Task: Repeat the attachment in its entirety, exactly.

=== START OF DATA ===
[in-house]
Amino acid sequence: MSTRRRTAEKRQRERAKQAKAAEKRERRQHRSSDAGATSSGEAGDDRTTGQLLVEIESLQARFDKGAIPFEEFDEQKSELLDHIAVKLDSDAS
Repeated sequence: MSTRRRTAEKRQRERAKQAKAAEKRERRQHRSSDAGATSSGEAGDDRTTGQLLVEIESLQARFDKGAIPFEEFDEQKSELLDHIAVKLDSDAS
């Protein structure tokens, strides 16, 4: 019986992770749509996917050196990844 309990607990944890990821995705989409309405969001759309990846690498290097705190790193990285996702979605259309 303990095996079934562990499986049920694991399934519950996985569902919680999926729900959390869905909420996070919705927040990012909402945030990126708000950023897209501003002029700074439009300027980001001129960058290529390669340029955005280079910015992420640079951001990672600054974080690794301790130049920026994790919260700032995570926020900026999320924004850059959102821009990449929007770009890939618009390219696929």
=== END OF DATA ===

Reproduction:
[in-house]
Amino acid sequence: MSTRRRTAEKRQRERAKQAKAAEKRERRQHRSSDAGATSSGEAGDDRTTGQLLVEIESLQARFDKGAIPFEEFDEQKSELLDHIAVKLDSDAS
Repeated sequence: MSTRRRTAEKRQRERAKQAKAAEKRERRQHRSSDAGATSSGEAGDDRTTGQLLVEIESLQARFDKGAIPFEEFDEQKSELLDHIAVKLDSDAS
């Protein structure tokens, strides 16, 4: 019986992770749509996917050196990844 309990607990944890990821995705989409309405969001759309990846690498290097705190790193990285996702979605259309 303990095996079934562990499986049920694991399934519950996985569902919680999926729900959390869905909420996070919705927040990012909402945030990126708000950023897209501003002029700074439009300027980001001129960058290529390669340029955005280079910015992420640079951001990672600054974080690794301790130049920026994790919260700032995570926020900026999320924004850059959102821009990449929007770009890939618009390219696929």